“I got to play football with the kids at the St. Vincent Home,” said Lightner while remembering a particular day of patrolling. “I got out and asked if I could play — as long as I could be quarterback… I played for like a half hour with them.”
Not only does Lightner aim to help the lives of kids, and get to know the people of the community, he also aims to change what he called the overall negative stereotype that looms around police officers; even more so now in the wake of the riots in Ferguson, Mo., that erupted after a local officer shot and killed an unarmed teenager.
“My goal in law enforcement is to change people’s opinion about officers,” Lightner said. “I want people to know there are still officers out there that are good people, that can treat you fairly and respectfully. I want them to remember how I treated them. There is a negative stereotype, and we need to change that.”
Lansing Township News
Troy Sika of Westside Car Care holds one of his in-progress works of art, a welded bark tree. (Photo by Jordan Jennings)
LANSING TOWNSHIP — Combining experience from his auto repair business, passion for car heritage and love for scrap metal fabricating, Troy Sika of Lansing, Michigan welds automotive parts into art.
Having begun his thriving Westside Car Care in 1982, Sika calls his shift into art “a natural progression.”
Although it began as a hobby, Sika’s art landed him as a member of the Arts Council of Greater Lansing. He calls the Arts Council a “resource pool,” and has attended some of their workshops and even received commissions through it.
Ed Bonnen, business manager and partner of Kim Kauffman Studio in Lansing, is good friends with Sika. With Kauffman photography studio previously next door to Westside Car Care, Bonnen started taking his vehicles to Sika 20 years ago.
Bonnen says he liked taking his vehicles to Sika is because “he’s meticulous and thorough… He’s a great problem solver and he isn’t afraid of tackling difficult situations.”
This attention to detail is also evident in his art.
“And they’re fun, they’re playful… And then he turns around and tells me he can name every car, make and model that goes into the parts that are in these things,” says Bonnen.
Already rooted in the art community, Bonnen helped Sika get more exposure. “I really like what he’s doing, so I just planted him in different directions and he went with it.”
Raised in Mason, Michigan, Sika says he’s “always felt very proud to be brought up and raised in car country.” It’s very important to him to use automotive parts in his art.
He calls himself “very old fashioned,” and does all of his work by hand. Anything else “takes away from the tradition of metal working to me,” he says.
In a way, Sika’s art is a community effort—many of the parts he uses are supplied by his customers. Donations include car parts and old tools from the early- to mid-1900s. He says he loves to use that kind of stuff because “they’re all part of… American automotive history.”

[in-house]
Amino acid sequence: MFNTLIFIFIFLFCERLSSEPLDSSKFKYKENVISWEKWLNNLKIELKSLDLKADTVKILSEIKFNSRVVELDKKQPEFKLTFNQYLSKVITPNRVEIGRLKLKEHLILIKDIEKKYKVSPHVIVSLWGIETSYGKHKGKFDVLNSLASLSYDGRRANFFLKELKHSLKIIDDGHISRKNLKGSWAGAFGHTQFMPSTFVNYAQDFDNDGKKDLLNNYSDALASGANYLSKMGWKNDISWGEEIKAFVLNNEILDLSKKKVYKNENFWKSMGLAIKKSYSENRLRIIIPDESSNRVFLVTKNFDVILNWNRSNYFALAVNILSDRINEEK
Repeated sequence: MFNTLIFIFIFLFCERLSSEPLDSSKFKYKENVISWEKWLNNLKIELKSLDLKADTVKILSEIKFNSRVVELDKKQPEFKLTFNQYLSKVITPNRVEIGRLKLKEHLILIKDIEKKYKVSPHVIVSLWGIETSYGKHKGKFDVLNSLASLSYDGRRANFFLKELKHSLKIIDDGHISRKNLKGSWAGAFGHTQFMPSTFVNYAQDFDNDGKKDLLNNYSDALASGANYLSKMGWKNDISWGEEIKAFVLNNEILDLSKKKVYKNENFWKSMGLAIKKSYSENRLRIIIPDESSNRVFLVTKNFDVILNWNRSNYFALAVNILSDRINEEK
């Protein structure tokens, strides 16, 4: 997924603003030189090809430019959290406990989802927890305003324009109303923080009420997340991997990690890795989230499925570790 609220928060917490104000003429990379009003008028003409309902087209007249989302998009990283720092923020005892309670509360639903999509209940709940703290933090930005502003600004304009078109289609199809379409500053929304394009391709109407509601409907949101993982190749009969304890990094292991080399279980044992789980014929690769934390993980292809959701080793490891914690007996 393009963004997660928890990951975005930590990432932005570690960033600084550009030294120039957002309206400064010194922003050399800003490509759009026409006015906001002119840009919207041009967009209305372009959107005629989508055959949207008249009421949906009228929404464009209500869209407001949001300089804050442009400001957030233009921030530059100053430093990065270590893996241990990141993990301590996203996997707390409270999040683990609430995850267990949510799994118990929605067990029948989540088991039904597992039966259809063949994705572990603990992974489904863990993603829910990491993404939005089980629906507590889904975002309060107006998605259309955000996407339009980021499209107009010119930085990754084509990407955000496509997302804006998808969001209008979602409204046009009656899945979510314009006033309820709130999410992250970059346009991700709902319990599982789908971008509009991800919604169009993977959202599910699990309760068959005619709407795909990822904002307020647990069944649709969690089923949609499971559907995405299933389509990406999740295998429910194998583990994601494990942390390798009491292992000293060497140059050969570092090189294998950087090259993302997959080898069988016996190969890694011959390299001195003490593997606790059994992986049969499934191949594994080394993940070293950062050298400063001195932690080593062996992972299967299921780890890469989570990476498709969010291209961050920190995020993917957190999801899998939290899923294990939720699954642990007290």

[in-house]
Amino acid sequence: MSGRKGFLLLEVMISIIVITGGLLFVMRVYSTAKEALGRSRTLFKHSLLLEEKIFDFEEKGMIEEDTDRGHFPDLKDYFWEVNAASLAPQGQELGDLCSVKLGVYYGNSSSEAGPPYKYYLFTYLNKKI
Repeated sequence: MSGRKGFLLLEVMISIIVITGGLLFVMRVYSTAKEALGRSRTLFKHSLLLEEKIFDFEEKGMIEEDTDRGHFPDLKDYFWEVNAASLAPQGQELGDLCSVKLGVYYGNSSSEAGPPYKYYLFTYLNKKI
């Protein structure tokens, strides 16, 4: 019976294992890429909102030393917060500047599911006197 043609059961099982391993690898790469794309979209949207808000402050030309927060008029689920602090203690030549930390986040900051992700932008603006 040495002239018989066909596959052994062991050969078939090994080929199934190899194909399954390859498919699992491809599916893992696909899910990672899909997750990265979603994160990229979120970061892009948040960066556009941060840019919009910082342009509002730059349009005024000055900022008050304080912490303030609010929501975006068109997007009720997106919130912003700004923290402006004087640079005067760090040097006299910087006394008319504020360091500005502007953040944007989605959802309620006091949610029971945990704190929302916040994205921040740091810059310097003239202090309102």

Now, all tools are made by computers, machines, or overseas. “They’re just not the same,” he claims.
Currently Sika is working on another of his ever-popular tree works. Beginning with a pipe, he’s in the process of welding layers onto it. With 50 hours already into the piece, he has yet to finish welding and polishing it. A solution of muriatic acid and salt water will create rust in between the polished “bark” to give it more texture.
Sika has been working for the past few years to perfect his metal trees’ realism.
Does he sketch out each of his pieces during the planning process? “I’m a stick figure drawer,” he replies, denying at traditional artistic ability. “No, I just think it out one piece at a time.”
His favorite piece is a complex pond scene titled “Down By the River,” which won People’s Choice Award in the 2012 Lansing Scrapfest.
How much does his wife and two children participate in his art designs? “Probably more than what he likes sometimes,” his wife, Sandra, says.
“He kind of surprised us I think when he first started to do that,” she says. “It was never something he intended to do, she says.
“It’s hard not to get excited about it because it’s very creative,” she adds.
Using “dead” metal to represent living creatures appeals to Sika. This irony is also reflected in how all of Sika’s pieces, whether animals or people, contain a metal heart.
“If I have a trademark, that’s probably it,” he says.
This liveliness seems to be one of his work’s most appealing traits.
“It’s all rusty and nasty and dirty, and then when you make something like that, people just smile. And that’s the best part of the whole thing,” he says.
Sika’s future projects include a piece for Art Prize next year. A drawer full of spark plugs will also soon become an Indian’s headdress.
His first ever piece of art greets you when you enter Westside Car Care. (Photo by Jordan Jennings)
Sika turned this Chrysler engine block out of a 1999 Dodge Stratus into a table. “That engine would’ve been worth about $15 scrap for the aluminum, and that’s where it was heading… then I grabbed it and spent a lot of time polishing it and making it into a table.” (Photo by Jordan Jennings)